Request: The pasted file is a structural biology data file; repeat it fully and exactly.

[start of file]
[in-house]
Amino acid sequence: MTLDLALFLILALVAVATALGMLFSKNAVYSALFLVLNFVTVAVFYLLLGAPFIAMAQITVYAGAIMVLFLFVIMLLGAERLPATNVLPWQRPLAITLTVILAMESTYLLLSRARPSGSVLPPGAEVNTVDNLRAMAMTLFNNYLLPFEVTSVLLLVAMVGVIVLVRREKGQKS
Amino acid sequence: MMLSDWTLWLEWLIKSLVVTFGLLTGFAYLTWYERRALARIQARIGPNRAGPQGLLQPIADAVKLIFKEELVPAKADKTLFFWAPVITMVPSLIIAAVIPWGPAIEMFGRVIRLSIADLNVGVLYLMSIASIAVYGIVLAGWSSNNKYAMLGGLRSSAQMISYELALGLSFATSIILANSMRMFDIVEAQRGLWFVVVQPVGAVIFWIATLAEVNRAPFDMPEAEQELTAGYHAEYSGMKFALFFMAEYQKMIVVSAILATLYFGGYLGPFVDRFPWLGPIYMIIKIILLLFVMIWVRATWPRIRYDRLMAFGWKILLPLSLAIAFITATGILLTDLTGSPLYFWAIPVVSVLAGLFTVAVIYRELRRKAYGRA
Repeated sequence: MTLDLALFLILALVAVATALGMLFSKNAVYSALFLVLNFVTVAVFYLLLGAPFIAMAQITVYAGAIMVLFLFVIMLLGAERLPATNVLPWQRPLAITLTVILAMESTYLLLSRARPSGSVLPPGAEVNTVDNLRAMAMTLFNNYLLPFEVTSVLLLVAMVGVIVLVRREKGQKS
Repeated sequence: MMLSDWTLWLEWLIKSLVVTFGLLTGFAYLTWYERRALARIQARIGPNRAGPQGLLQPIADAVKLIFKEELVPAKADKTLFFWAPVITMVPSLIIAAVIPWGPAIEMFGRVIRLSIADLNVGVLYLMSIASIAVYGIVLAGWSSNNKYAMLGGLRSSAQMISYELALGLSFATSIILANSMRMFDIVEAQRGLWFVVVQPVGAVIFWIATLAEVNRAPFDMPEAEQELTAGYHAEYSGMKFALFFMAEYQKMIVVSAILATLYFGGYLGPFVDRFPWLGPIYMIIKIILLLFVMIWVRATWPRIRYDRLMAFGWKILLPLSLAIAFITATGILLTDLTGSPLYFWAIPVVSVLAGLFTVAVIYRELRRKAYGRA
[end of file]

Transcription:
[in-house]
Amino acid sequence: MTLDLALFLILALVAVATALGMLFSKNAVYSALFLVLNFVTVAVFYLLLGAPFIAMAQITVYAGAIMVLFLFVIMLLGAERLPATNVLPWQRPLAITLTVILAMESTYLLLSRARPSGSVLPPGAEVNTVDNLRAMAMTLFNNYLLPFEVTSVLLLVAMVGVIVLVRREKGQKS
Amino acid sequence: MMLSDWTLWLEWLIKSLVVTFGLLTGFAYLTWYERRALARIQARIGPNRAGPQGLLQPIADAVKLIFKEELVPAKADKTLFFWAPVITMVPSLIIAAVIPWGPAIEMFGRVIRLSIADLNVGVLYLMSIASIAVYGIVLAGWSSNNKYAMLGGLRSSAQMISYELALGLSFATSIILANSMRMFDIVEAQRGLWFVVVQPVGAVIFWIATLAEVNRAPFDMPEAEQELTAGYHAEYSGMKFALFFMAEYQKMIVVSAILATLYFGGYLGPFVDRFPWLGPIYMIIKIILLLFVMIWVRATWPRIRYDRLMAFGWKILLPLSLAIAFITATGILLTDLTGSPLYFWAIPVVSVLAGLFTVAVIYRELRRKAYGRA
Repeated sequence: MTLDLALFLILALVAVATALGMLFSKNAVYSALFLVLNFVTVAVFYLLLGAPFIAMAQITVYAGAIMVLFLFVIMLLGAERLPATNVLPWQRPLAITLTVILAMESTYLLLSRARPSGSVLPPGAEVNTVDNLRAMAMTLFNNYLLPFEVTSVLLLVAMVGVIVLVRREKGQKS
Repeated sequence: MMLSDWTLWLEWLIKSLVVTFGLLTGFAYLTWYERRALARIQARIGPNRAGPQGLLQPIADAVKLIFKEELVPAKADKTLFFWAPVITMVPSLIIAAVIPWGPAIEMFGRVIRLSIADLNVGVLYLMSIASIAVYGIVLAGWSSNNKYAMLGGLRSSAQMISYELALGLSFATSIILANSMRMFDIVEAQRGLWFVVVQPVGAVIFWIATLAEVNRAPFDMPEAEQELTAGYHAEYSGMKFALFFMAEYQKMIVVSAILATLYFGGYLGPFVDRFPWLGPIYMIIKIILLLFVMIWVRATWPRIRYDRLMAFGWKILLPLSLAIAFITATGILLTDLTGSPLYFWAIPVVSVLAGLFTVAVIYRELRRKAYGRA